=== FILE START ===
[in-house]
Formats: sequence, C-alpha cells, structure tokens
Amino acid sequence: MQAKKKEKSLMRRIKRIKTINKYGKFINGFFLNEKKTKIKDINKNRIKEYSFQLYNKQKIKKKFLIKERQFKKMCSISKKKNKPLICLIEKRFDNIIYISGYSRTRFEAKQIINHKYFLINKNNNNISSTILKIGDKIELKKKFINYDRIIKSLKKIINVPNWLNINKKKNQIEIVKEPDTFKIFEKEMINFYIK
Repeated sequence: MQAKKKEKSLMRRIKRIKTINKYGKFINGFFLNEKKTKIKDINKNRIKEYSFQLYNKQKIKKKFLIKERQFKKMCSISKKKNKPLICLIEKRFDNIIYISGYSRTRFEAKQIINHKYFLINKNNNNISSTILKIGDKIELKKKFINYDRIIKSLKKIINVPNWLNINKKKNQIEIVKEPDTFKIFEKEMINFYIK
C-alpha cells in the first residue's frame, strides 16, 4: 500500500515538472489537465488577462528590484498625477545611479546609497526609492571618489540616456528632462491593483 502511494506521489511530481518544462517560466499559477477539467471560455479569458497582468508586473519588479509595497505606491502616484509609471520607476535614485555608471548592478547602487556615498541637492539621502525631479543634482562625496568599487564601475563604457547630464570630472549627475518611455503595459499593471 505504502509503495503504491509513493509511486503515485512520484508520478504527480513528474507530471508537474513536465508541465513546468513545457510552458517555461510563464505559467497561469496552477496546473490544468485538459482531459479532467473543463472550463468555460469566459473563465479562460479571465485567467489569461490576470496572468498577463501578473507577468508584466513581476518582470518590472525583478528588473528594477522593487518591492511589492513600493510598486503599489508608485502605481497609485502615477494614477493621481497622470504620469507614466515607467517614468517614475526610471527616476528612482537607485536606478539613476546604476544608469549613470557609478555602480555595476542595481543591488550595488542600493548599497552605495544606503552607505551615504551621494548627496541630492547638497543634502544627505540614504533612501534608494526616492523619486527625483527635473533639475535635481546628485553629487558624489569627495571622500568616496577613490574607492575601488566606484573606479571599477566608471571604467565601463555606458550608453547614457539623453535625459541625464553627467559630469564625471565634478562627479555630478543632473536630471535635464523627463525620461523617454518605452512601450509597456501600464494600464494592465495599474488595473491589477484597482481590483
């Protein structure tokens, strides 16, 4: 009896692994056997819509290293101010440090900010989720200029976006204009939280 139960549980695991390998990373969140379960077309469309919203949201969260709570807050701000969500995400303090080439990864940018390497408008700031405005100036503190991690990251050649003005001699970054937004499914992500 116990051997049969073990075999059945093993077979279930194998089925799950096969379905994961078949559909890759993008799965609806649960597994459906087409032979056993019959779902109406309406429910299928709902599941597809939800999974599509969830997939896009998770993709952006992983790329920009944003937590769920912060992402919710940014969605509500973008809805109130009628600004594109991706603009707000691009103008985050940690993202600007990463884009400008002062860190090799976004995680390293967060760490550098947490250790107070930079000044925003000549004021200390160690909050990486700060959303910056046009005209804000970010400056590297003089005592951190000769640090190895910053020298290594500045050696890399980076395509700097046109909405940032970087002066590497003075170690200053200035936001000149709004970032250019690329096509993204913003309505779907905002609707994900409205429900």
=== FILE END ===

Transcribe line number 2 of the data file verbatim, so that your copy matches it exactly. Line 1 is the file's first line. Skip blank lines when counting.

Formats: sequence, C-alpha cells, structure tokens